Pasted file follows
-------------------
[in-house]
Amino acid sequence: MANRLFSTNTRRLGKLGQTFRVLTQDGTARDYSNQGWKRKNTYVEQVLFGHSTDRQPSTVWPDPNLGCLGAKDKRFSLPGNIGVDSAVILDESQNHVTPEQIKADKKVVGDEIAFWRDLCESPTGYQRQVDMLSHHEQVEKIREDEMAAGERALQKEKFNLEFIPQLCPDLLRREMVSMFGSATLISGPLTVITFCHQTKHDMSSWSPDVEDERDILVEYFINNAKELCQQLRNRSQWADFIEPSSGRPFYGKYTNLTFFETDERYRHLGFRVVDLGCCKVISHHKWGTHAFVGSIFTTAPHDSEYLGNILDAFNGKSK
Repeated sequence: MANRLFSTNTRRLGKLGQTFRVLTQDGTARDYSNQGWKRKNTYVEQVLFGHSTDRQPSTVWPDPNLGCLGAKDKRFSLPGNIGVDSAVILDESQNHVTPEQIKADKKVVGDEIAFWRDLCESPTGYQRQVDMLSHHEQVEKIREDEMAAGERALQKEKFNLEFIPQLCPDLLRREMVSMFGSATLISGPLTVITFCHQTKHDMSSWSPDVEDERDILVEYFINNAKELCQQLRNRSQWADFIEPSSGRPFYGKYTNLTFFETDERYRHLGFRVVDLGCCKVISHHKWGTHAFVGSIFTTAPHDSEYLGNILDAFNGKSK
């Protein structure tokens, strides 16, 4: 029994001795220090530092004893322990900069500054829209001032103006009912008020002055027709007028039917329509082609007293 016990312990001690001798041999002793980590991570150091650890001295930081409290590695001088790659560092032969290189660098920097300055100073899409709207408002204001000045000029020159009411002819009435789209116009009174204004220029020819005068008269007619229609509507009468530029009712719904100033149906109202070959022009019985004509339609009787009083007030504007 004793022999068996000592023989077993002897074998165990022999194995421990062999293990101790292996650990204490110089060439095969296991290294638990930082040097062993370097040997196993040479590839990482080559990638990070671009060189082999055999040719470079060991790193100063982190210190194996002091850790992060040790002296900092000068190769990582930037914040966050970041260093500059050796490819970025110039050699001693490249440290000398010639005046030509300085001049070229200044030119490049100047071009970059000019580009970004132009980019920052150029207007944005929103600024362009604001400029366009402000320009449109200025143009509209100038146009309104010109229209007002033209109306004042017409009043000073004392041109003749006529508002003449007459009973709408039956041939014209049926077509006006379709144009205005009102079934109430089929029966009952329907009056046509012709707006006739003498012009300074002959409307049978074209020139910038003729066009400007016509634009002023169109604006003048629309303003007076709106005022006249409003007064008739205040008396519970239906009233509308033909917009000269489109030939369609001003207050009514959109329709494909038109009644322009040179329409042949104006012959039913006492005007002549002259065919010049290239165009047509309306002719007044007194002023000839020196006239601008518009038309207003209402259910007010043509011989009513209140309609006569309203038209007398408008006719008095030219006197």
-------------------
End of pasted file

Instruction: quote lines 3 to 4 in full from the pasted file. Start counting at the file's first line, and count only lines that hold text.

Repeated sequence: MANRLFSTNTRRLGKLGQTFRVLTQDGTARDYSNQGWKRKNTYVEQVLFGHSTDRQPSTVWPDPNLGCLGAKDKRFSLPGNIGVDSAVILDESQNHVTPEQIKADKKVVGDEIAFWRDLCESPTGYQRQVDMLSHHEQVEKIREDEMAAGERALQKEKFNLEFIPQLCPDLLRREMVSMFGSATLISGPLTVITFCHQTKHDMSSWSPDVEDERDILVEYFINNAKELCQQLRNRSQWADFIEPSSGRPFYGKYTNLTFFETDERYRHLGFRVVDLGCCKVISHHKWGTHAFVGSIFTTAPHDSEYLGNILDAFNGKSK
């Protein structure tokens, strides 16, 4: 029994001795220090530092004893322990900069500054829209001032103006009912008020002055027709007028039917329509082609007293 016990312990001690001798041999002793980590991570150091650890001295930081409290590695001088790659560092032969290189660098920097300055100073899409709207408002204001000045000029020159009411002819009435789209116009009174204004220029020819005068008269007619229609509507009468530029009712719904100033149906109202070959022009019985004509339609009787009083007030504007 004793022999068996000592023989077993002897074998165990022999194995421990062999293990101790292996650990204490110089060439095969296991290294638990930082040097062993370097040997196993040479590839990482080559990638990070671009060189082999055999040719470079060991790193100063982190210190194996002091850790992060040790002296900092000068190769990582930037914040966050970041260093500059050796490819970025110039050699001693490249440290000398010639005046030509300085001049070229200044030119490049100047071009970059000019580009970004132009980019920052150029207007944005929103600024362009604001400029366009402000320009449109200025143009509209100038146009309104010109229209007002033209109306004042017409009043000073004392041109003749006529508002003449007459009973709408039956041939014209049926077509006006379709144009205005009102079934109430089929029966009952329907009056046509012709707006006739003498012009300074002959409307049978074209020139910038003729066009400007016509634009002023169109604006003048629309303003007076709106005022006249409003007064008739205040008396519970239906009233509308033909917009000269489109030939369609001003207050009514959109329709494909038109009644322009040179329409042949104006012959039913006492005007002549002259065919010049290239165009047509309306002719007044007194002023000839020196006239601008518009038309207003209402259910007010043509011989009513209140309609006569309203038209007398408008006719008095030219006197």